Growing up in Charlotte, Anne Schout never questioned whether she would go to college. Her parents spoke often about their own college days and the doors to success opened by higher education. Learning, they told her, is a gift that no one can take from you.
When Schout – who indeed went on to earn a bachelor’s degree in chemistry – decided to honor her father’s memory by supporting education, she turned without hesitation to his alma mater, NC State University.
“I love that State gave my father the foundation to excel in his chosen profession and is still doing that for students today, 80 years later,” she said. “My dad was so proud of graduating from NC State. It was so important to him.”
A few months ago, the New Bern resident – along with her husband, Jim, an NC State alumnus in mechanical engineering – made the commitment to establish the P.H. Cooper Distinguished Professorship in NC State’s College of Education. Named for Schout’s father and with a nod to her own area of expertise, the position will focus on furthering outstanding science, technology, engineering and math education and preparing the next generation of North Carolina educators.
Schout is also establishing the P.H. Cooper Faculty Award Endowment to support professional development and other needs of STEM-focused faculty in the college. In 2010, she started an endowed scholarship in the College of Education, also in her father’s name and with a similar STEM focus.
Although Schout graduated from the University of North Carolina at Chapel Hill, she grew up hearing stories about NC State and following its athletics programs alongside her father, who played baseball at the school and earned a teaching degree in 1936.
His educational road was not easy. Cooper arrived in Raleigh in the fall of 1931. After two years, in the midst of the Great Depression, he dropped out temporarily to earn money before returning to campus to complete his degree.
Within his family, Cooper became the only member of his generation to finish college. His grandfathers, both farmers, had died when their children were young. Schout’s father viewed education as a “leg up” from his family’s hardships to a better future.
“Everyone deserves a chance to make the most of themselves,” Schout said of her motivation in establishing a scholarship.
“It’s gratifying to be able to help in a small way. Helping someone get an education is a great value – not only to them personally, but to all the other people that they touch during their lifetime. It just feels right that I should do this.”
Following graduation, Schout’s father worked in education briefly before becoming a very successful businessman.
“After my dad died, I realized how much he used his degree every day,” she said. “He only taught for a year or so at the high school level and then went on to do very well in sales. But he used his teaching skills to teach other salesmen. He really used so many of the things that he learned at NC State, and it was amazing when I could reflect and see how it all came together.”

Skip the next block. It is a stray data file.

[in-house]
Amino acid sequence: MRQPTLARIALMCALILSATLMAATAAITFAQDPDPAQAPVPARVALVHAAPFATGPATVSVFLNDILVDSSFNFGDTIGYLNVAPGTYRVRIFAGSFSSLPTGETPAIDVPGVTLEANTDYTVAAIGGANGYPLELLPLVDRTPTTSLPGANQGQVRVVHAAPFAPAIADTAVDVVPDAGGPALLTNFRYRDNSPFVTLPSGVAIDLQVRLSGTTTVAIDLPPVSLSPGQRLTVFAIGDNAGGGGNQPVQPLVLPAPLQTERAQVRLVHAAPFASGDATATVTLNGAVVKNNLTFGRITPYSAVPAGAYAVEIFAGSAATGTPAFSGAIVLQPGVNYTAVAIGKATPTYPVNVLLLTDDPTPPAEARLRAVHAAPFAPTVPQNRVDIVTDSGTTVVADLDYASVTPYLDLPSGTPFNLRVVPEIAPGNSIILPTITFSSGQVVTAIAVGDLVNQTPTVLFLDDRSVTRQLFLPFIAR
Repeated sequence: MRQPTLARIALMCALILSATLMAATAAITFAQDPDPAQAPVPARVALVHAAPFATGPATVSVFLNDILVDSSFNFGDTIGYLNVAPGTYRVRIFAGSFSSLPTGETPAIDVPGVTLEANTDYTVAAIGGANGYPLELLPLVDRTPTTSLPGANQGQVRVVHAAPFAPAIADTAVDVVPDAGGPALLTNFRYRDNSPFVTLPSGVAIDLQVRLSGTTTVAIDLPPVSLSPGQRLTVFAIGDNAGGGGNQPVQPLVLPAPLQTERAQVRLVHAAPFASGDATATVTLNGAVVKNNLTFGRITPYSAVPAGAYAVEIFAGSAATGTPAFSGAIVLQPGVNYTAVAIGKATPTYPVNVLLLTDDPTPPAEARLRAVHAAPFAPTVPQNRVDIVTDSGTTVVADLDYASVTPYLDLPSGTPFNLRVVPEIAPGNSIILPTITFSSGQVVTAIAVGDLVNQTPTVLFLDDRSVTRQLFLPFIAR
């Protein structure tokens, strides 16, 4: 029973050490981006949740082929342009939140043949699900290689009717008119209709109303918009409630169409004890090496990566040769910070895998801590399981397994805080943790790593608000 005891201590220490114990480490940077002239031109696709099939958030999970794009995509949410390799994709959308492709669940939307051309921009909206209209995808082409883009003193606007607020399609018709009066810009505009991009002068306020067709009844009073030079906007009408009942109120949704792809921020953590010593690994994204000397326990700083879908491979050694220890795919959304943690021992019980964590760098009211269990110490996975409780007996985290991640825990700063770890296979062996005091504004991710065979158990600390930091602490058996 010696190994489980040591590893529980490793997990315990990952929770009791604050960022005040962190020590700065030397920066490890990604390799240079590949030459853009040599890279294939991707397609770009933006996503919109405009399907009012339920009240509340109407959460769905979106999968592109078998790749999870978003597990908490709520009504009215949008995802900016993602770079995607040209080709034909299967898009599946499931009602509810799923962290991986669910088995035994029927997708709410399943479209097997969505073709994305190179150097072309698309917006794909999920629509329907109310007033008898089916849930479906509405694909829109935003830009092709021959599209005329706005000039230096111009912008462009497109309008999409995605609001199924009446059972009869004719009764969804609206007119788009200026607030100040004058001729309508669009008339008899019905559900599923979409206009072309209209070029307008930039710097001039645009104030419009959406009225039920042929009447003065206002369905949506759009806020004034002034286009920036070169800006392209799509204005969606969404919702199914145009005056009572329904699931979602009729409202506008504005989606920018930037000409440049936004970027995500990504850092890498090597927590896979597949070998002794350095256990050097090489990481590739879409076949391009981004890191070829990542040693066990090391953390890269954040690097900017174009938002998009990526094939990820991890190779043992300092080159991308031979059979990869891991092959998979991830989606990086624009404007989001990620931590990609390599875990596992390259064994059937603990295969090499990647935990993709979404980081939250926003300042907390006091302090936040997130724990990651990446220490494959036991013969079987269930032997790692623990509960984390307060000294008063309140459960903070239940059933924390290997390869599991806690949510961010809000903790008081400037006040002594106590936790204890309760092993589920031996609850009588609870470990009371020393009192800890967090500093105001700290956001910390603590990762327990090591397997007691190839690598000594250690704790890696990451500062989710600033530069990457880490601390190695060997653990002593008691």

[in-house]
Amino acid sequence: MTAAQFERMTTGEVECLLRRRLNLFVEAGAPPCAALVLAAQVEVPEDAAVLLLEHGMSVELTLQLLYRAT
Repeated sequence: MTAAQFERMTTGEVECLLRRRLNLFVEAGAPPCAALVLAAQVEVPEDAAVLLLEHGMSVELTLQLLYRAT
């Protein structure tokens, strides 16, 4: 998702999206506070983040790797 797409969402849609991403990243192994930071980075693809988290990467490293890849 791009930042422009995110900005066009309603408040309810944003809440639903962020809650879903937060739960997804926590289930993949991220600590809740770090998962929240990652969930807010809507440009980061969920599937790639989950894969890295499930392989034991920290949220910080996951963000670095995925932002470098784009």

After creating the scholarship, Schout – who also started a scholarship at her mother Martha’s alma mater, Queens University – became more engaged with NC State’s College of Education. She quickly became a fan and advocate, and now serves on the college’s advisory board.
The college, she said, produces world-class educators armed with the tools to help their students succeed and works at the cutting edge of educational leadership, even with fewer resources and less public recognition than other institutions.
“It’s very exciting and blows my mind, really, what they’re doing,” Schout said. “It has opened both my eyes and my heart. The College of Education really is a hidden gem at NC State. The more you learn about what they’re doing, the more you’re amazed and enthralled about the possibilities.”
Schout views endowing a professorship as a way to make an even greater difference for education – impacting many college students, their future students and research. Dynamic professors enable the college to transform a field that is critical to ensuring U.S. leadership in the world, she said.
She encourages alumni and friends to help the College of Education support the best and brightest minds, financially and by the gift of their time and expertise.
“Every great scientist and engineer started in a K-12 classroom. Education is the most critical thing you can support,” Schout said. “Public funding has been cut for higher education these past few years. Without philanthropy, without help from alumni and others who are interested in helping, this college is not going to thrive and prosper. If we want our children, and our children’s children, to succeed, it’s imperative that we support the College of Education.”
With her gifts, she passes on the love of learning shared by her parents.
“I think my father would be honored, humbled and very proud of my involvement with NC State,” Schout said.